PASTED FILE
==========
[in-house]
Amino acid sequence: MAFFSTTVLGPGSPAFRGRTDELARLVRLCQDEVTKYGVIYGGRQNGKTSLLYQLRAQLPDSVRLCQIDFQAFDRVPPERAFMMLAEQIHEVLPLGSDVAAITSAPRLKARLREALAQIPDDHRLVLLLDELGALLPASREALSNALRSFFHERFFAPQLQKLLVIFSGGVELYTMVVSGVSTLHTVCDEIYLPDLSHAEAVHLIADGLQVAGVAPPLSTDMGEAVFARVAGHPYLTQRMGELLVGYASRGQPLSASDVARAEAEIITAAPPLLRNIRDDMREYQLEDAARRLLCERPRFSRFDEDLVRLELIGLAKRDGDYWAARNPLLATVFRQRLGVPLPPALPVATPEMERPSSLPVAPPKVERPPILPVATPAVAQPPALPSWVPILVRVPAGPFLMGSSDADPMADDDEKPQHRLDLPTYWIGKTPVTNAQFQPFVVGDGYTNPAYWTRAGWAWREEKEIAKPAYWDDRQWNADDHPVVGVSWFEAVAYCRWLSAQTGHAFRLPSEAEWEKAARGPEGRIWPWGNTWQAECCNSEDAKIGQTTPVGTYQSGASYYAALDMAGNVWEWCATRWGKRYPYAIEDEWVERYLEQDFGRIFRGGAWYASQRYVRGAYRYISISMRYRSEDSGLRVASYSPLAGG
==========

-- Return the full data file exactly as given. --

[in-house]
Amino acid sequence: MAFFSTTVLGPGSPAFRGRTDELARLVRLCQDEVTKYGVIYGGRQNGKTSLLYQLRAQLPDSVRLCQIDFQAFDRVPPERAFMMLAEQIHEVLPLGSDVAAITSAPRLKARLREALAQIPDDHRLVLLLDELGALLPASREALSNALRSFFHERFFAPQLQKLLVIFSGGVELYTMVVSGVSTLHTVCDEIYLPDLSHAEAVHLIADGLQVAGVAPPLSTDMGEAVFARVAGHPYLTQRMGELLVGYASRGQPLSASDVARAEAEIITAAPPLLRNIRDDMREYQLEDAARRLLCERPRFSRFDEDLVRLELIGLAKRDGDYWAARNPLLATVFRQRLGVPLPPALPVATPEMERPSSLPVAPPKVERPPILPVATPAVAQPPALPSWVPILVRVPAGPFLMGSSDADPMADDDEKPQHRLDLPTYWIGKTPVTNAQFQPFVVGDGYTNPAYWTRAGWAWREEKEIAKPAYWDDRQWNADDHPVVGVSWFEAVAYCRWLSAQTGHAFRLPSEAEWEKAARGPEGRIWPWGNTWQAECCNSEDAKIGQTTPVGTYQSGASYYAALDMAGNVWEWCATRWGKRYPYAIEDEWVERYLEQDFGRIFRGGAWYASQRYVRGAYRYISISMRYRSEDSGLRVASYSPLAGG